An incident today reminded me that many well-intentioned people do not realize that dogs are far more susceptible to heat stroke and dehydration than we are. I’m sharing this cautionary tale not to single out the dog owner involved, but to raise awareness that the dog days of summer pose serious health risks to our canine companions.
First, before I make an example of someone else’s careless behavior, I confess to once being equally careless myself. Back in the mid-1980s my (now ex-) husband and I were visiting his parents in Washington, DC. They had a young golden retriever, Abigail, who loved to go running with us. It was a hot and humid afternoon, but we didn’t think twice about bringing Abby along as we set off on our usual two-mile run through the wooded trails of nearby Battery Kemble Park. Off-leash and well-conditioned, she probably ran twice the distance we did, chasing squirrels and tracking scents up and down the hilly terrain, but she kept up with us and never stopped to rest. Walking the last few hundred yards to cool down, we noticed with alarm that Abby was panting very heavily and seemed unsteady on her feet. Fortunately, my father-in-law was out in his yard when we got home and had the presence of mind to immediately cool poor Abby down with the garden hose. She bounced back after a long cold soaking, but we got a well-deserved scolding our carelessness, and the episode went down in family lore as the day we almost killed the dog.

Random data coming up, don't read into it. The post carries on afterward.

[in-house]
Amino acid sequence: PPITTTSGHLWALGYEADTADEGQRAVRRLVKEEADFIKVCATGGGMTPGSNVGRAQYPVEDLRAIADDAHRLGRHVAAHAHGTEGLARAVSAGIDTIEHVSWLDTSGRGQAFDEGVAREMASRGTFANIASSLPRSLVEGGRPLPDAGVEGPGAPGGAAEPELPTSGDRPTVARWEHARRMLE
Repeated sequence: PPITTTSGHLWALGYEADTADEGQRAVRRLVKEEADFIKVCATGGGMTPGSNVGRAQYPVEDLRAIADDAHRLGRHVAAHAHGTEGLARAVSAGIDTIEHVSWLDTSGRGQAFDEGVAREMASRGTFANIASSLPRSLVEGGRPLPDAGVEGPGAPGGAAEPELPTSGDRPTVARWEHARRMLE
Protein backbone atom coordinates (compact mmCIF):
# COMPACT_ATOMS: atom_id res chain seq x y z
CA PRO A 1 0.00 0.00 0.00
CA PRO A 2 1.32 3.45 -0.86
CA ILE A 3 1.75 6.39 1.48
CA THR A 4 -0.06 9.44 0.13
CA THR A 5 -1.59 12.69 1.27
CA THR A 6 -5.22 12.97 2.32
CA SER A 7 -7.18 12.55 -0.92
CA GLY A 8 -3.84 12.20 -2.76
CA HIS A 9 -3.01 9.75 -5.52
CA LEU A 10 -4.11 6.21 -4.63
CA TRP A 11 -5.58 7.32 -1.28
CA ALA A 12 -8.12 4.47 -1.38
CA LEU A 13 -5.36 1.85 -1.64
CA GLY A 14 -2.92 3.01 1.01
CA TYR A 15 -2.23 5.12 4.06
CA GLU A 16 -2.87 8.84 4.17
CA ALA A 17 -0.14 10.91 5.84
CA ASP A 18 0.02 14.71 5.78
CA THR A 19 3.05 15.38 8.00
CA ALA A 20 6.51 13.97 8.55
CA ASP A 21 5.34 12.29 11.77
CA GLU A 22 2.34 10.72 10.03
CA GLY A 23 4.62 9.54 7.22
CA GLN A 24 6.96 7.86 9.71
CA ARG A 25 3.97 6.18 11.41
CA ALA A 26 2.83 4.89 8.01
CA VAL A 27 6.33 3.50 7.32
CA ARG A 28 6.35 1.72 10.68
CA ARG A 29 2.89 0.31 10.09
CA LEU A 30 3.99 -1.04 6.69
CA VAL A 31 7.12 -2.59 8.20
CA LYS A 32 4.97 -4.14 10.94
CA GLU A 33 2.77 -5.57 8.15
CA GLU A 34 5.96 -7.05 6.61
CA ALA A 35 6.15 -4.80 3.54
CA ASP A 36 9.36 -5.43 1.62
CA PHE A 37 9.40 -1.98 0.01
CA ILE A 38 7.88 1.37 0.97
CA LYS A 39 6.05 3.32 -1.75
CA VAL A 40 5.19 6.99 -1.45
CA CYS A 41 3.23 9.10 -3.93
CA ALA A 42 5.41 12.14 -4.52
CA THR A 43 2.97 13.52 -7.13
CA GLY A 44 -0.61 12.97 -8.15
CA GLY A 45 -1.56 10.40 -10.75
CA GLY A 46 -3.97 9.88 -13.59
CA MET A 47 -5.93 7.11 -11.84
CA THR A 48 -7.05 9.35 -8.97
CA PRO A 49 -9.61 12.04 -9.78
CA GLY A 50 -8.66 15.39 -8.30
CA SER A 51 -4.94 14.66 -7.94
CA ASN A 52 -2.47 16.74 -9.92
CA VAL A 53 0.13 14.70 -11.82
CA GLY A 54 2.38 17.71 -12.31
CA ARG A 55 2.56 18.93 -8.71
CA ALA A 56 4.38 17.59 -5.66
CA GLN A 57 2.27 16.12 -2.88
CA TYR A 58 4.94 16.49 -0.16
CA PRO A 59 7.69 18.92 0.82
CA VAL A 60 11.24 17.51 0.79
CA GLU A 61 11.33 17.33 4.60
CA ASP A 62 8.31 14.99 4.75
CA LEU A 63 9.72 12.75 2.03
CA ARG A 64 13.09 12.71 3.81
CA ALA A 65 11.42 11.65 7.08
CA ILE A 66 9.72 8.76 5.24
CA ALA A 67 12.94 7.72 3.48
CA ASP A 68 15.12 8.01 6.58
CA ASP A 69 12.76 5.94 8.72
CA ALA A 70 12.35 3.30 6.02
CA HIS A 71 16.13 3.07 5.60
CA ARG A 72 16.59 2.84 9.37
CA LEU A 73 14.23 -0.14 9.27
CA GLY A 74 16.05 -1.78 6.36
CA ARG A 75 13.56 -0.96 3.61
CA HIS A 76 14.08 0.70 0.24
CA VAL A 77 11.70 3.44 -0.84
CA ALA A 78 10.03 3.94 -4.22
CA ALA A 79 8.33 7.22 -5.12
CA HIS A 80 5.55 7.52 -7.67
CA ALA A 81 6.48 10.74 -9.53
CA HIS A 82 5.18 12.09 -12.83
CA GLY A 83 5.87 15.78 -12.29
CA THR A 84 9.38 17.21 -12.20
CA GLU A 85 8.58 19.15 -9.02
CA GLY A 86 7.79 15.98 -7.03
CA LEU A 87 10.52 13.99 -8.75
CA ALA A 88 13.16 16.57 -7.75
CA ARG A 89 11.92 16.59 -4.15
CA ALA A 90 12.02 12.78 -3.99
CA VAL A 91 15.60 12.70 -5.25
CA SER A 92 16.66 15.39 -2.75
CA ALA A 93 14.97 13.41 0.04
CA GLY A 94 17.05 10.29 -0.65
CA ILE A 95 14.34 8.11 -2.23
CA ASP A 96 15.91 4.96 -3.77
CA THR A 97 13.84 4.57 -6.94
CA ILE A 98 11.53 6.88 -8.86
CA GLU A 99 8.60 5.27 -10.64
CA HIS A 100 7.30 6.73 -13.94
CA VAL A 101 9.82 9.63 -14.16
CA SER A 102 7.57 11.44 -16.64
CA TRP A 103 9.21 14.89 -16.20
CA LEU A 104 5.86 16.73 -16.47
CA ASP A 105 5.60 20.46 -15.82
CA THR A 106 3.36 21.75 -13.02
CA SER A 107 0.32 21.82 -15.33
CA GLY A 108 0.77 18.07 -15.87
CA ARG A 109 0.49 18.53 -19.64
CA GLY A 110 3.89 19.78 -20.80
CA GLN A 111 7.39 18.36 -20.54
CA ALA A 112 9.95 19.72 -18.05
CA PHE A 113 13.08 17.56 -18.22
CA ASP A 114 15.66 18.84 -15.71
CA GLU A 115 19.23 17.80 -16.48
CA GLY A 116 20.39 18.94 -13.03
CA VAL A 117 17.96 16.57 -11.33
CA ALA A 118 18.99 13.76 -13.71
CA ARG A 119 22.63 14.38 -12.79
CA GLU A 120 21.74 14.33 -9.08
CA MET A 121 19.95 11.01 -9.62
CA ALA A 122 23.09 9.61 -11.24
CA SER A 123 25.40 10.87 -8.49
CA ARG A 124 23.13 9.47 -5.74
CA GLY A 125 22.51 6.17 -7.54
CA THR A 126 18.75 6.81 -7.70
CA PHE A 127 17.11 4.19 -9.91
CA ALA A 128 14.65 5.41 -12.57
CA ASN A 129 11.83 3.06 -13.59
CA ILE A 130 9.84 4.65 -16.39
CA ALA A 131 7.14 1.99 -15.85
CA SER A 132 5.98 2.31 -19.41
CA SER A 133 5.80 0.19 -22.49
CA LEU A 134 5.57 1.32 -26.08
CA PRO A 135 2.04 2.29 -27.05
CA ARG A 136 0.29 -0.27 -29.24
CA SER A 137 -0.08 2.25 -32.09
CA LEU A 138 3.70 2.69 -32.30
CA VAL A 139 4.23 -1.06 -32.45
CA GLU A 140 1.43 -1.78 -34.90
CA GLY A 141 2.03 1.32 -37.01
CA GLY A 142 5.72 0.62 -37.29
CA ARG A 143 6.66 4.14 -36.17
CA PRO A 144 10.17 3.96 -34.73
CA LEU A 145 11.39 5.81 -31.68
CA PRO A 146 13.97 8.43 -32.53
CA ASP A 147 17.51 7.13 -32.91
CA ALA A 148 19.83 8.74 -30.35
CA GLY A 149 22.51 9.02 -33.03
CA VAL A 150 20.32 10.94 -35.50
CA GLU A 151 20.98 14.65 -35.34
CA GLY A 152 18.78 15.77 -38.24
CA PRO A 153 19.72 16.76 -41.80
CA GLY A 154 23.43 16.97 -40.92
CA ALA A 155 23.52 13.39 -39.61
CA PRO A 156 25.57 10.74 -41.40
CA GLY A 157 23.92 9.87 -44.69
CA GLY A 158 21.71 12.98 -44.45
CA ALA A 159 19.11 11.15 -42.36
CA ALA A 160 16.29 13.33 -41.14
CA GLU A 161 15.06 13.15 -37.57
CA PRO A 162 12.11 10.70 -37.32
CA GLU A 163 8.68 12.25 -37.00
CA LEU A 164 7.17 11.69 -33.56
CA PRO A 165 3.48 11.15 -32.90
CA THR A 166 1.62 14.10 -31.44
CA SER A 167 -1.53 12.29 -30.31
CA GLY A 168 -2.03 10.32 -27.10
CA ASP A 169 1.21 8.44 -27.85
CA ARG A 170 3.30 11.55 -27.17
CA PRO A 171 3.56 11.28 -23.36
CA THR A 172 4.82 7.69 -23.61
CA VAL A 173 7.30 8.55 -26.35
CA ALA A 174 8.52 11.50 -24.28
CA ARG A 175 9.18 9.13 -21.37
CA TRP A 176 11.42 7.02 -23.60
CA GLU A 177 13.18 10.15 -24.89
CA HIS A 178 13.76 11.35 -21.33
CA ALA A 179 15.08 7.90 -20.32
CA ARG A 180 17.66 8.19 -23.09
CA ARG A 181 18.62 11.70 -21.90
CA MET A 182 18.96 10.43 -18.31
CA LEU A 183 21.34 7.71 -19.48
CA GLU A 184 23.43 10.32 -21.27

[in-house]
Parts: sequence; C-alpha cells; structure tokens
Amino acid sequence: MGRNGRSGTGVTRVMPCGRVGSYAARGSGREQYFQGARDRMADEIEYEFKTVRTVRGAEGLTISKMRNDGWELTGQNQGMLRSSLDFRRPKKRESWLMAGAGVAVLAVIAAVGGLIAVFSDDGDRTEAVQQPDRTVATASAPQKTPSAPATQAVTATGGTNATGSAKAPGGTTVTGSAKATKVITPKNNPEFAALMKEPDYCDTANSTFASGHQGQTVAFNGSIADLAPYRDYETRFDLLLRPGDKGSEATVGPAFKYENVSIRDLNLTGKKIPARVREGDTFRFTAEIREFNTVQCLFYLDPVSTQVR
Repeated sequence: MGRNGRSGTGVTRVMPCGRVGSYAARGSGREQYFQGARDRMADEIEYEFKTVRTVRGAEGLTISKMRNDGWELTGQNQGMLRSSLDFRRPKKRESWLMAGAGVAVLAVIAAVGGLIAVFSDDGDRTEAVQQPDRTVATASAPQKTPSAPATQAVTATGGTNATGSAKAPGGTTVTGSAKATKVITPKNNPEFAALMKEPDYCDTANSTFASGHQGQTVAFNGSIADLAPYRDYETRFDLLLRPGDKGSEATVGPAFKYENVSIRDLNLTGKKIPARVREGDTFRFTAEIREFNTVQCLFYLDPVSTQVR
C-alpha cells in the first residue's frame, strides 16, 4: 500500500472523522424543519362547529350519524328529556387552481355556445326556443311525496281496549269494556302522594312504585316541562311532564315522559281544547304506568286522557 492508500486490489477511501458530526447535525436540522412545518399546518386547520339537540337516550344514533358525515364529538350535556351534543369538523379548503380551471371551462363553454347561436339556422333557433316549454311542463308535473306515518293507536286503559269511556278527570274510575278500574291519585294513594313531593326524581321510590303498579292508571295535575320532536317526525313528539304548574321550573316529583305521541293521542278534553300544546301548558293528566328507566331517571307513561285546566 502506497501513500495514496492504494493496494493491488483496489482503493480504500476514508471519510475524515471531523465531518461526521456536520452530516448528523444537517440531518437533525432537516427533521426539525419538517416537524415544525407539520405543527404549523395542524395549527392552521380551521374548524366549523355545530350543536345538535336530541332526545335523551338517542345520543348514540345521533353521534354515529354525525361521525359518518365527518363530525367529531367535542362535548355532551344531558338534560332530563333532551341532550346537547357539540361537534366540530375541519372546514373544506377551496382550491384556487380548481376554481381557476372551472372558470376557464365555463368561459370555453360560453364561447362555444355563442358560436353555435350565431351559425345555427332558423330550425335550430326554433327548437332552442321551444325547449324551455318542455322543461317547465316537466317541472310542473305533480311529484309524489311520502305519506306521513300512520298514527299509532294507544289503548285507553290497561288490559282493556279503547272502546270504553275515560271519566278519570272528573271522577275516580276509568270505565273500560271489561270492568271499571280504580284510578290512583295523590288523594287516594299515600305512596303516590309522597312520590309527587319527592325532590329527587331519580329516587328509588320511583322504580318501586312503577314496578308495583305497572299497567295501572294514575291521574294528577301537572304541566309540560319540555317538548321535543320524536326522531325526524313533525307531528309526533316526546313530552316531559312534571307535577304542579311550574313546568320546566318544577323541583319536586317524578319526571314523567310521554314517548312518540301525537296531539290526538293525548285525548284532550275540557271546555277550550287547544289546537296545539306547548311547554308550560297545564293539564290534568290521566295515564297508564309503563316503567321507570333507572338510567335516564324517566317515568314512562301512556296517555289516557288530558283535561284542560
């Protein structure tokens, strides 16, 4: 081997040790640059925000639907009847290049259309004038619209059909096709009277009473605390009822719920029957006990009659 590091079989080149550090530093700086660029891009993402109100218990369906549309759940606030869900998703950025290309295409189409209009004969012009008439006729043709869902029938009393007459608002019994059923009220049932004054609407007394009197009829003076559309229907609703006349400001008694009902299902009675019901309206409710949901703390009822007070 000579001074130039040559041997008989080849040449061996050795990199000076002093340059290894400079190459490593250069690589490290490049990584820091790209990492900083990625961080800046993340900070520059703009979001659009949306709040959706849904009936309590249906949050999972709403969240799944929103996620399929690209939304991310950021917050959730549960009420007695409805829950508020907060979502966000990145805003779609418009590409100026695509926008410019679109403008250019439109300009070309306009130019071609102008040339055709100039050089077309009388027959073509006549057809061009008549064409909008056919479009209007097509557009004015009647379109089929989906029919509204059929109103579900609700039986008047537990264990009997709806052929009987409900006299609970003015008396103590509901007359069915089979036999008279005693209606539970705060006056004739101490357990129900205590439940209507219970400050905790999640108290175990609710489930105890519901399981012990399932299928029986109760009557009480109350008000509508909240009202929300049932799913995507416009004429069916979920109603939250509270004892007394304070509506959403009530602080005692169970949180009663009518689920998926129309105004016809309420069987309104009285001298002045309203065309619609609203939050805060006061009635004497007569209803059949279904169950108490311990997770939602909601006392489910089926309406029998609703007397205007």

Almost three decades later, I’ve given up jogging in favor of more gentle exercise at a local gym. Around noon today, I was midway through my workout, when one of the gym employees walked by asking if anyone had left a dog tied up outside. It was oppressively hot and humid out — with creeping climate change, these days Boston feels more and more swampy, like I remember Washington always was in the summer — and the employee was worried because the dog seemed to be in distress. She eventually located the dog’s owner, a middle-aged woman who had been on a stairmaster long enough to work up a substantial sweat. Out of the corner of my eye I watched the two of them discuss the dog for several minutes, while the woman kept up her vigorous stair-stepping. Eventually the employee walked away, and the woman continued her workout.
Curiosity got the better of me, so I paused my lackluster elliptical routine (I always get bored well before I manage to break a sweat) to find out what was going on with the dog. The employee, who told me she used to work as a vet tech and recognized the signs of heat stroke in dogs, had brought the dog inside with a bowl of water. I could hear him panting rapidly from across the room, as if he couldn’t catch his breath. Half an hour later, the dog, a large, short-haired mixed breed with a graying muzzle, was still panting, though not as hard, when his owner finally wrapped up her workout. Turns out she had walked her dog to the gym, and now belatedly realizing his heat distress, she left him in the air- conditioned gym while she walked home to get her car. The employee told me she had urged the woman to take the dog to the vet to rule out dehydration or other more serious complications. I hope he bounces back, as Abby did, and that the woman learns from the experience, as I did, to take greater care with her dog when it’s so hot out.
Please take a moment to read about the signs and risks of heat stroke in dogs on PetMD.